Bingsu. There is nothing better on a hot, humid summer day in Seoul than a big bowl of bingsu. It's a base of shaved milk ice (!!!!) piled high with toppings of your choice. The shaved ice so light, fluffy, and creamy. This is not the ice from the snow cone shack at your local carnival. Traditionally, bingu is served with red beans but as it has grown in popularity the toppings have changed. My favorite is topped with sliced strawberries, strawberry syrup, sweetened condensed milk, and a scoop of frozen yogurt to top it off.
Korean fried chicken a.k.a Chimaek. Chimaek is a compound word for chi-cken and maek-ju, the Korean word for “beer”, so it refers to the popular duo of Korean fried chicken and beer. I don't know all the magic that goes into frying chicken the Korean way but what results is a light, airy, crunchy, outside and a juicy delicious inside. They use a very thin batter and have a double frying technique that ends with some of the best chicken I've ever had.
All the food on Myeongdong Food Street. If you are looking for street food in Korea do not miss Myeongdong Food Street. Vendors line the street selling both traditional Korean food as well as modern twists on Korean favorites. Tteokbokki is a quintessential Korean street food. Soft rice cakes and fish cakes in a spicy gochujang sauce. My favorite street treat is hotteok. A sweet pancake filled a mixture of brown sugar, honey, and cinnamon. Other popular street foods are mung bean pancake, chicken skewers, egg bread, dumplings, and soondae (Korean blood sausage).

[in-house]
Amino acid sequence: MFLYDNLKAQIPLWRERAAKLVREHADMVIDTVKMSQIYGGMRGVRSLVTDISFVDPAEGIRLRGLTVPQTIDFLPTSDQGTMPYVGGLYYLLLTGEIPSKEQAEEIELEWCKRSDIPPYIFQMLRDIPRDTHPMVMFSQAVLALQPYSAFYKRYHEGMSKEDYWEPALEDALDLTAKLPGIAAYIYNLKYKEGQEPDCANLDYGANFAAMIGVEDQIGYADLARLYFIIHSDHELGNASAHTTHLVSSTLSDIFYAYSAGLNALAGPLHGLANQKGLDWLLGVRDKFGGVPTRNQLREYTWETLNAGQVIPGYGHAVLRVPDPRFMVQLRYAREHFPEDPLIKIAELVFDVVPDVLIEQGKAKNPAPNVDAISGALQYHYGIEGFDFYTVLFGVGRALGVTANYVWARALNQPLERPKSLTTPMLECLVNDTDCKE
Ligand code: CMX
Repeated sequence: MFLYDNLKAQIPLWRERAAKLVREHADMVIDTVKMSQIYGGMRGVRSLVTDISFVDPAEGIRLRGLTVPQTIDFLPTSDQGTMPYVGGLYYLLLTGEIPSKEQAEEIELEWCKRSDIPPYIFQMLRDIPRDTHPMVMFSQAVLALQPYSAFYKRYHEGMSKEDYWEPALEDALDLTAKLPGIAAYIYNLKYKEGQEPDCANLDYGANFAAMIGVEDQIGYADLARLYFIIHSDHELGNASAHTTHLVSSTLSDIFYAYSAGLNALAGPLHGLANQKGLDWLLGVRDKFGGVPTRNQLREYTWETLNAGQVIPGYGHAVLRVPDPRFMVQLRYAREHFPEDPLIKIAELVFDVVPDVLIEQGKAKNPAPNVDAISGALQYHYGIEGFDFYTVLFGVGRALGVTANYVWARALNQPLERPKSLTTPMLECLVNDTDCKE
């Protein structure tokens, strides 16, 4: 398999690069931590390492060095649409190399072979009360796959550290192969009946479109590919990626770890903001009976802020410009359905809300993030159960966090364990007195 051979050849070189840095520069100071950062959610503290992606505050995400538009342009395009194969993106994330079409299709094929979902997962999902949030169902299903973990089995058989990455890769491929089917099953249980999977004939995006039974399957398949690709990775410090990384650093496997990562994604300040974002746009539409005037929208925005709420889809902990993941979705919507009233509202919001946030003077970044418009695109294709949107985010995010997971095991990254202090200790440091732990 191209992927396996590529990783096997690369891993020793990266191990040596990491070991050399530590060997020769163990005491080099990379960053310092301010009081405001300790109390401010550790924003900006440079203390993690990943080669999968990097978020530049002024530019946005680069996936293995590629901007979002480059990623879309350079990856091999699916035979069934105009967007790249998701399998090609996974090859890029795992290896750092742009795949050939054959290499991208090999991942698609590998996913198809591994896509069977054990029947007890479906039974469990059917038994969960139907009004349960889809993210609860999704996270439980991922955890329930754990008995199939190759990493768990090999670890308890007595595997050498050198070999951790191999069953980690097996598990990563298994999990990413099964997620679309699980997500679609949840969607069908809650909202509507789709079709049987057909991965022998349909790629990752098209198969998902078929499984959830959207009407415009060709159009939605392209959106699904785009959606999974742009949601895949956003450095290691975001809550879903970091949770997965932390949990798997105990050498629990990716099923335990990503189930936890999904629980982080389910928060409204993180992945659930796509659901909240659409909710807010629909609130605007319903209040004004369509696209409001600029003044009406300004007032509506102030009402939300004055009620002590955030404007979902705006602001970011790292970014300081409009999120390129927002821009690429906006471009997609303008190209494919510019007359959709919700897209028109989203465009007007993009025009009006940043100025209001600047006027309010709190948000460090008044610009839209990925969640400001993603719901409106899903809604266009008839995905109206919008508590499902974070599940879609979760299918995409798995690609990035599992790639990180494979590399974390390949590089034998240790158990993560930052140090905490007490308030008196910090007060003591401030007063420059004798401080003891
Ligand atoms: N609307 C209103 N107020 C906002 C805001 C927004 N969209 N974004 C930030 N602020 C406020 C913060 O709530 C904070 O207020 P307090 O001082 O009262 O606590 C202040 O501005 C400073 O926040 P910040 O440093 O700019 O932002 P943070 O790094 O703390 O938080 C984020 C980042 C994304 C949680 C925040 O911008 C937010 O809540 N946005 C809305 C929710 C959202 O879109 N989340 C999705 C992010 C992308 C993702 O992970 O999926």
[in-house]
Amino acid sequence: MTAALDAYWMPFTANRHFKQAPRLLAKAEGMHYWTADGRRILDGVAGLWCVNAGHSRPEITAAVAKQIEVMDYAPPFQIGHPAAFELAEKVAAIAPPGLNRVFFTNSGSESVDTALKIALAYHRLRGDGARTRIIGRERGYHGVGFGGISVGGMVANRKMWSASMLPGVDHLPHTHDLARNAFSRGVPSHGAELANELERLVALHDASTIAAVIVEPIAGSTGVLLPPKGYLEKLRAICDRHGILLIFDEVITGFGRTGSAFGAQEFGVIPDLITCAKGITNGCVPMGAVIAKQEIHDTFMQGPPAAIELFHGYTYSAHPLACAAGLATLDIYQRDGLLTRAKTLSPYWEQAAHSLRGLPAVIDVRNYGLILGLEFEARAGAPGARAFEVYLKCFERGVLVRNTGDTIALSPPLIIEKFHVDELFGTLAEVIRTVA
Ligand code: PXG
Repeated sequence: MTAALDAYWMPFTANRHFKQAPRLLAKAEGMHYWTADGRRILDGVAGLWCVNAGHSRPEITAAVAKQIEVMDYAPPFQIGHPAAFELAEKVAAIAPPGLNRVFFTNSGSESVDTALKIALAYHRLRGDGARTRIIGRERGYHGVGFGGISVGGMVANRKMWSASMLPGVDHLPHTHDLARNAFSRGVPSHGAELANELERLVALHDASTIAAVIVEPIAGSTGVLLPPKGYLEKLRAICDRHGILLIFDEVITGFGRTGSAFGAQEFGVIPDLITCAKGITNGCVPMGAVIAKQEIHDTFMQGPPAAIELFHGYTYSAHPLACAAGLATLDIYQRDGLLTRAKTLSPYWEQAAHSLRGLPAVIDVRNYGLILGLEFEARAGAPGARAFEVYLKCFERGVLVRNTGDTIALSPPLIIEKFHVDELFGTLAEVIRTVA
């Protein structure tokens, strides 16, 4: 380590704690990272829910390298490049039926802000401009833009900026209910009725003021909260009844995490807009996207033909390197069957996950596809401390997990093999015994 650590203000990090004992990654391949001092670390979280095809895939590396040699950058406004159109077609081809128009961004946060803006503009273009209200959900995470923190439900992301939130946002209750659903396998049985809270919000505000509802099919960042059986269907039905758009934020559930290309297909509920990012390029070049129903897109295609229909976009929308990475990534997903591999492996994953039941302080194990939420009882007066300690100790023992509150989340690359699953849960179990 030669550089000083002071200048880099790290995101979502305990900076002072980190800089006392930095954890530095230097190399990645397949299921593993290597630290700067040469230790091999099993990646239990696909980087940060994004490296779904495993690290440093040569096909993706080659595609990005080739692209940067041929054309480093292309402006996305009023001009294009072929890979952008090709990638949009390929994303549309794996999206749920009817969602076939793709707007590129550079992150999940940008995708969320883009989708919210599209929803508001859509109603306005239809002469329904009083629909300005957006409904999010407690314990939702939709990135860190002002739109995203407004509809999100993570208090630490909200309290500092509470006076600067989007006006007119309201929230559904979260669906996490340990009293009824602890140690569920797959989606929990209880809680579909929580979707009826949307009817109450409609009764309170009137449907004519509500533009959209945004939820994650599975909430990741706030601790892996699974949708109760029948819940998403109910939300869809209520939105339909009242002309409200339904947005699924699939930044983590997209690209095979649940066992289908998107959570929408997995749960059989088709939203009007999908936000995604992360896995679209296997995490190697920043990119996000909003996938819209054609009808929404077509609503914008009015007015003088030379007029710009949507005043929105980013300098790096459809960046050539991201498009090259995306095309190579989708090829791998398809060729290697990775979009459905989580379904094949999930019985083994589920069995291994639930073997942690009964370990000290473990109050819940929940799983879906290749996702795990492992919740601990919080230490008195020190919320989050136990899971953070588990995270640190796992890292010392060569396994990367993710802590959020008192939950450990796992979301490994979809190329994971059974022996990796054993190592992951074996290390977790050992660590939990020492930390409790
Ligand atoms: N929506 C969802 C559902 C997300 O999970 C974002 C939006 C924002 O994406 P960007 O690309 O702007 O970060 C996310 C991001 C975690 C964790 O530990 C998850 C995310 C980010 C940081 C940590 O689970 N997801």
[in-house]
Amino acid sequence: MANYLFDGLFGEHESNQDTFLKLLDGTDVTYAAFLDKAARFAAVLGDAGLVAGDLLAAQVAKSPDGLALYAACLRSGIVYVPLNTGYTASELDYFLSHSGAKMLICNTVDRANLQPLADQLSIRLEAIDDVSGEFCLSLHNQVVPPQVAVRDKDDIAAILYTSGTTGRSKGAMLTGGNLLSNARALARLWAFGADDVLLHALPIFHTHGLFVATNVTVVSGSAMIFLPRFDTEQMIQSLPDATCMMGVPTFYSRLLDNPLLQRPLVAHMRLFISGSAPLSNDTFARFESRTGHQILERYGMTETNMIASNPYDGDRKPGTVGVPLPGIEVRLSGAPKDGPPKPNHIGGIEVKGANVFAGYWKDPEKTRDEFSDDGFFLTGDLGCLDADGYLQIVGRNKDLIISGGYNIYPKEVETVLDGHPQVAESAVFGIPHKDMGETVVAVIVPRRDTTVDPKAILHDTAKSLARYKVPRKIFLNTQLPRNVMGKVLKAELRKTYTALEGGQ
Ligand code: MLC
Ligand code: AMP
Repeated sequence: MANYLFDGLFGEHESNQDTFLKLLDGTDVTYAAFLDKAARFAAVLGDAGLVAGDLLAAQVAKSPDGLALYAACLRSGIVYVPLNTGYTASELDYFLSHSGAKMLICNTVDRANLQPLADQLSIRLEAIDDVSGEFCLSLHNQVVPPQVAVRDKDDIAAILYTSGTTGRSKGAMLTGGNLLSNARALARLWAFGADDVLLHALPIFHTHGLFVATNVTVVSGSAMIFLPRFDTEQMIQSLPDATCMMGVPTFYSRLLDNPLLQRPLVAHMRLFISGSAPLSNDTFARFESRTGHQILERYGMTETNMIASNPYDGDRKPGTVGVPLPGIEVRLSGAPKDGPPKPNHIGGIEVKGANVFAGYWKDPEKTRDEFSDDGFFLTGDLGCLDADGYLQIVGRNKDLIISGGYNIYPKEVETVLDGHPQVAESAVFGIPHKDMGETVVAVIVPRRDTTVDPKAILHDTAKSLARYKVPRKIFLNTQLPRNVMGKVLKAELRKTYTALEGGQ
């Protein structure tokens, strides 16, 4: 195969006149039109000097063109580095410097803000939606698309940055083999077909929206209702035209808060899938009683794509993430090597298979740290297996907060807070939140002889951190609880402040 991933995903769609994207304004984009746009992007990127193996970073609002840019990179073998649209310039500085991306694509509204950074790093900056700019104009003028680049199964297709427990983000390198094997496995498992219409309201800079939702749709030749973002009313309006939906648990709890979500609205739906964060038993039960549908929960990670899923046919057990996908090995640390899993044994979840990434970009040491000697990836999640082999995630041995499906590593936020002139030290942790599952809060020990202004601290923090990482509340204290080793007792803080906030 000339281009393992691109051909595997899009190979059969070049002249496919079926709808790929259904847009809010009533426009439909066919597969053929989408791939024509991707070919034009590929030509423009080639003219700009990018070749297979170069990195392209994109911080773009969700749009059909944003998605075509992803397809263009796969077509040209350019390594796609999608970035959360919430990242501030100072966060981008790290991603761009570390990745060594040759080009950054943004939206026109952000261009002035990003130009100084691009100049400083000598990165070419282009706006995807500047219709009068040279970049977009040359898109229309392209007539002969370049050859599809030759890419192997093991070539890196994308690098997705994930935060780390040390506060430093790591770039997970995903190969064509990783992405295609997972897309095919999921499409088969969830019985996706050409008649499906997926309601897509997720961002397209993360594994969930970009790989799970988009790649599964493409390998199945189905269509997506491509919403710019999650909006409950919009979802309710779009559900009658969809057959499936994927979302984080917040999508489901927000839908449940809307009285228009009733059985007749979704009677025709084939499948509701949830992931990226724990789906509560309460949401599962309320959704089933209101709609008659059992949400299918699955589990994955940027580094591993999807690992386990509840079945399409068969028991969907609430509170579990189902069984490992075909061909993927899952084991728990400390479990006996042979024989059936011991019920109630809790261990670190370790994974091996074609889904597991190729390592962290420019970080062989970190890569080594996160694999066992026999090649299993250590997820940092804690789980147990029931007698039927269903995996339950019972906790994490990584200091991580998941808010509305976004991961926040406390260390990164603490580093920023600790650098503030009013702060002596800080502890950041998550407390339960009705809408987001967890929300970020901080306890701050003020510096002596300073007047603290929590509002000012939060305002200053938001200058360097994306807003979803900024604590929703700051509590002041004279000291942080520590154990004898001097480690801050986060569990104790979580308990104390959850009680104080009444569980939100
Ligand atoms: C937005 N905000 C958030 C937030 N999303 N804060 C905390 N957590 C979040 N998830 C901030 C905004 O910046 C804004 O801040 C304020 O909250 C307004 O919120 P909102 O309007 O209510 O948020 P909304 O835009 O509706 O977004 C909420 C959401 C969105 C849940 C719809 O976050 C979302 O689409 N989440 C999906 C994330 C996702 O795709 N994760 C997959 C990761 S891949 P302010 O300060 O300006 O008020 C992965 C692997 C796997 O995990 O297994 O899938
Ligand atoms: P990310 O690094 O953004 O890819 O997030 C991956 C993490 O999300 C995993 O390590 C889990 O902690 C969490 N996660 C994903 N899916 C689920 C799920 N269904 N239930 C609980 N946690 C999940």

Rugs. Carpet is virtually unheard of in Korean homes and apartments. If you want to feel some plushness under your feet you'll have you bring your own area rugs to fill your home.
Holiday decor. If you like to decorate your home for holidays you'll have a hard time finding any available in Korea. Holidays such as Christmas and Easter are celebrated here but ornaments and other decor are not readily available.
Lightweight stroller. With little ones in tow and navigating the subway having a lightweight stroller is a must. Frequently the elevator in the subway station is not convenient to my destination so I end up carrying the stroller up flights of stairs.
My favorite kitchen tools and gadgets. My kitchen items are always the first things to be unpacked at a new house. My kitchen aid, sharp knives, and pressure cooker are always missed during a move.